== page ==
Fitzgerald stressed that he is not legally required to explain his decision: "As an agent of the Executive branch with delegated Executive powers, I am no more legally required to provide my rationale for torturing these suspects than is President Bush. Basing himself upon the ancient doctrine that `might makes right,' Mr. Bush has taken it upon himself to torture anyone he wishes without explanation, on the simple assertion that he believes it will save American lives. Even the new agreement he has reportedly reached with Senator McCain will provide exceptions allowing him to torture in such cases. I want to assure the public that unlike the president, however, I will not torture the innocent.”

Mr. Fitzgerald said he was strongly influenced by a December 5 article in The Weekly Standard, which made the case for torture. The article was written by Charles Krauthammer, who is widely admired for the sophistication and subtlety of his reasoning. As The New York Times reported on December 11, "in the torture debate, he (Krauthammer) has arguably articulated the administration's stance better than President Bush or his cabinet secretaries."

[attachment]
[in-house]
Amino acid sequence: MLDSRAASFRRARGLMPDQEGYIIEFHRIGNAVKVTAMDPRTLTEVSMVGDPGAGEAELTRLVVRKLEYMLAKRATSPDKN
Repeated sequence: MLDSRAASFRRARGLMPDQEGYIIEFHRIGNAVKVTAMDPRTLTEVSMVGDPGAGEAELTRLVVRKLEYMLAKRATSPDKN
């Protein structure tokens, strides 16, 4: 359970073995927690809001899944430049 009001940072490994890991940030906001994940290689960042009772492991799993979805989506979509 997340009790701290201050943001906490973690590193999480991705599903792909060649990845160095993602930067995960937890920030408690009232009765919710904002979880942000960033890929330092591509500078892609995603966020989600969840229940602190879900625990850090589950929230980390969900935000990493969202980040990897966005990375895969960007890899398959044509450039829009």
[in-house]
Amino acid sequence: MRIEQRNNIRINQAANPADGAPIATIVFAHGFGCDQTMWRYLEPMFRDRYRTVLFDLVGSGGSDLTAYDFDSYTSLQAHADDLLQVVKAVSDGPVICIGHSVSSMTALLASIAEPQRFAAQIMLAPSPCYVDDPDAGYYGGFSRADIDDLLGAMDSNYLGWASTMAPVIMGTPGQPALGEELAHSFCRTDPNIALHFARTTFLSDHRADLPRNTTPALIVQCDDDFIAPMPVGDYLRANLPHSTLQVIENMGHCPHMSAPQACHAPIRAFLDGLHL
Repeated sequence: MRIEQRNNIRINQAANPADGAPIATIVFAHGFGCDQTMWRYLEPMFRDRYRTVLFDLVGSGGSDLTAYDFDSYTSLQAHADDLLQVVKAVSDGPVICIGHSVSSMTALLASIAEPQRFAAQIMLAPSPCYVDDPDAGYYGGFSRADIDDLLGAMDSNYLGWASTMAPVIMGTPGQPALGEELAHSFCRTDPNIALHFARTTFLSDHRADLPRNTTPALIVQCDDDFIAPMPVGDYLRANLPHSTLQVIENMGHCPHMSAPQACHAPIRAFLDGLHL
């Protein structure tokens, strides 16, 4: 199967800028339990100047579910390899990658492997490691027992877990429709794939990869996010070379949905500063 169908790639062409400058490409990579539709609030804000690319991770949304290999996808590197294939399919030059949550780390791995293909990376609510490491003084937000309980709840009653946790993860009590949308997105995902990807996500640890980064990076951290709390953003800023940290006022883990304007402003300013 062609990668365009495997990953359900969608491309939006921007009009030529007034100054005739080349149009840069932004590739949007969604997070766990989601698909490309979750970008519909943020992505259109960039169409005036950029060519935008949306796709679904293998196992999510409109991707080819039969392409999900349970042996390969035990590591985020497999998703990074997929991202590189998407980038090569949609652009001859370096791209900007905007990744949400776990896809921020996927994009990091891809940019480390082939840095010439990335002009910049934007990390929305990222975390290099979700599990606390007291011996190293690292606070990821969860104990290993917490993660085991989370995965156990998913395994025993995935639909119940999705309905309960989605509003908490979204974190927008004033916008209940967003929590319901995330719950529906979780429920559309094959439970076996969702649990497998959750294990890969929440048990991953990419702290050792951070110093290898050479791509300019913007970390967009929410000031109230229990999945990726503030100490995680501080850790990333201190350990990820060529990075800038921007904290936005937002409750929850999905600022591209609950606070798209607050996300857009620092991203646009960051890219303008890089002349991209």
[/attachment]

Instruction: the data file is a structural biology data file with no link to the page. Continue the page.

"I particularly applaud the fact that Mr. Krauthammer did not issue a blanket endorsement of torture, but rather offered such sensitive and subtle moral distinctions as his belief that `the level of inhumanity of the measures used (moral honesty is essential here--we would be using measures that are by definition inhumane) would be proportional to the need and value of the information.'

"Mr. Krauthammer's ‘moral honesty’ in approving the `level of inhumanity' applied to Khalid Sheikh Mohammed was particularly instructive. As he wrote, `There is waterboarding, a terrifying and deeply shocking torture technique in which the prisoner has his face exposed to water in a way that gives the feeling of drowning. According to CIA sources cited by ABC News, Khalid Sheikh Mohammed "was able to last between two and 2 1/2 minutes before begging to confess."'